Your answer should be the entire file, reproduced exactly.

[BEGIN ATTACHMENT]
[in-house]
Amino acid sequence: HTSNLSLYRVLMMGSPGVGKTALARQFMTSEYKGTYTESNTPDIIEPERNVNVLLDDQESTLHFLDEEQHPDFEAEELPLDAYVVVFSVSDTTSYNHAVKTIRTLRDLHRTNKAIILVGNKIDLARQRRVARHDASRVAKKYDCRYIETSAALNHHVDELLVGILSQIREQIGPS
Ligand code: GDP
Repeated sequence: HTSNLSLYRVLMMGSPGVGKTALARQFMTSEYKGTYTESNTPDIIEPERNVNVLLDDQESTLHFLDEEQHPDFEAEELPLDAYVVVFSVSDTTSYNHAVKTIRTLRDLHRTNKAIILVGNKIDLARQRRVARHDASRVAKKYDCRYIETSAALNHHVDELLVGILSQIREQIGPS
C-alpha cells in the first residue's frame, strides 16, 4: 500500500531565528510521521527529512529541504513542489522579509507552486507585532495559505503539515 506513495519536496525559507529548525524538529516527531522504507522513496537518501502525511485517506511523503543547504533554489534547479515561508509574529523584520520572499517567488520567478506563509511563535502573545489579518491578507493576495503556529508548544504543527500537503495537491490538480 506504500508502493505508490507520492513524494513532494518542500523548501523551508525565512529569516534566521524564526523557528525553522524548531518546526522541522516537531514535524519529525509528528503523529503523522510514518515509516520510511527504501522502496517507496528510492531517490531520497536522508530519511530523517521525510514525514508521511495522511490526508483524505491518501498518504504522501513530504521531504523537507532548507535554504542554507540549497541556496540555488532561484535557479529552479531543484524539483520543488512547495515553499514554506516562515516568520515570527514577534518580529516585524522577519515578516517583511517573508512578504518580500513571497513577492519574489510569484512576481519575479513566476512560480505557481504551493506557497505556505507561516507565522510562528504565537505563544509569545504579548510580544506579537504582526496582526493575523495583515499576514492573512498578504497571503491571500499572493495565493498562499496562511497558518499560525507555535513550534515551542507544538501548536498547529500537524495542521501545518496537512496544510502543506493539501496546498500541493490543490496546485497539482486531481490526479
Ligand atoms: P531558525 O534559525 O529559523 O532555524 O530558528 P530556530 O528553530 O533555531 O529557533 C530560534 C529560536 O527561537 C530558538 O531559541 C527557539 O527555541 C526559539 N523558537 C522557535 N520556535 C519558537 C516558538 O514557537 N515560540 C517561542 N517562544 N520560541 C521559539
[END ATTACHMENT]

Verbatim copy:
[in-house]
Amino acid sequence: HTSNLSLYRVLMMGSPGVGKTALARQFMTSEYKGTYTESNTPDIIEPERNVNVLLDDQESTLHFLDEEQHPDFEAEELPLDAYVVVFSVSDTTSYNHAVKTIRTLRDLHRTNKAIILVGNKIDLARQRRVARHDASRVAKKYDCRYIETSAALNHHVDELLVGILSQIREQIGPS
Ligand code: GDP
Repeated sequence: HTSNLSLYRVLMMGSPGVGKTALARQFMTSEYKGTYTESNTPDIIEPERNVNVLLDDQESTLHFLDEEQHPDFEAEELPLDAYVVVFSVSDTTSYNHAVKTIRTLRDLHRTNKAIILVGNKIDLARQRRVARHDASRVAKKYDCRYIETSAALNHHVDELLVGILSQIREQIGPS
C-alpha cells in the first residue's frame, strides 16, 4: 500500500531565528510521521527529512529541504513542489522579509507552486507585532495559505503539515 506513495519536496525559507529548525524538529516527531522504507522513496537518501502525511485517506511523503543547504533554489534547479515561508509574529523584520520572499517567488520567478506563509511563535502573545489579518491578507493576495503556529508548544504543527500537503495537491490538480 506504500508502493505508490507520492513524494513532494518542500523548501523551508525565512529569516534566521524564526523557528525553522524548531518546526522541522516537531514535524519529525509528528503523529503523522510514518515509516520510511527504501522502496517507496528510492531517490531520497536522508530519511530523517521525510514525514508521511495522511490526508483524505491518501498518504504522501513530504521531504523537507532548507535554504542554507540549497541556496540555488532561484535557479529552479531543484524539483520543488512547495515553499514554506516562515516568520515570527514577534518580529516585524522577519515578516517583511517573508512578504518580500513571497513577492519574489510569484512576481519575479513566476512560480505557481504551493506557497505556505507561516507565522510562528504565537505563544509569545504579548510580544506579537504582526496582526493575523495583515499576514492573512498578504497571503491571500499572493495565493498562499496562511497558518499560525507555535513550534515551542507544538501548536498547529500537524495542521501545518496537512496544510502543506493539501496546498500541493490543490496546485497539482486531481490526479
Ligand atoms: P531558525 O534559525 O529559523 O532555524 O530558528 P530556530 O528553530 O533555531 O529557533 C530560534 C529560536 O527561537 C530558538 O531559541 C527557539 O527555541 C526559539 N523558537 C522557535 N520556535 C519558537 C516558538 O514557537 N515560540 C517561542 N517562544 N520560541 C521559539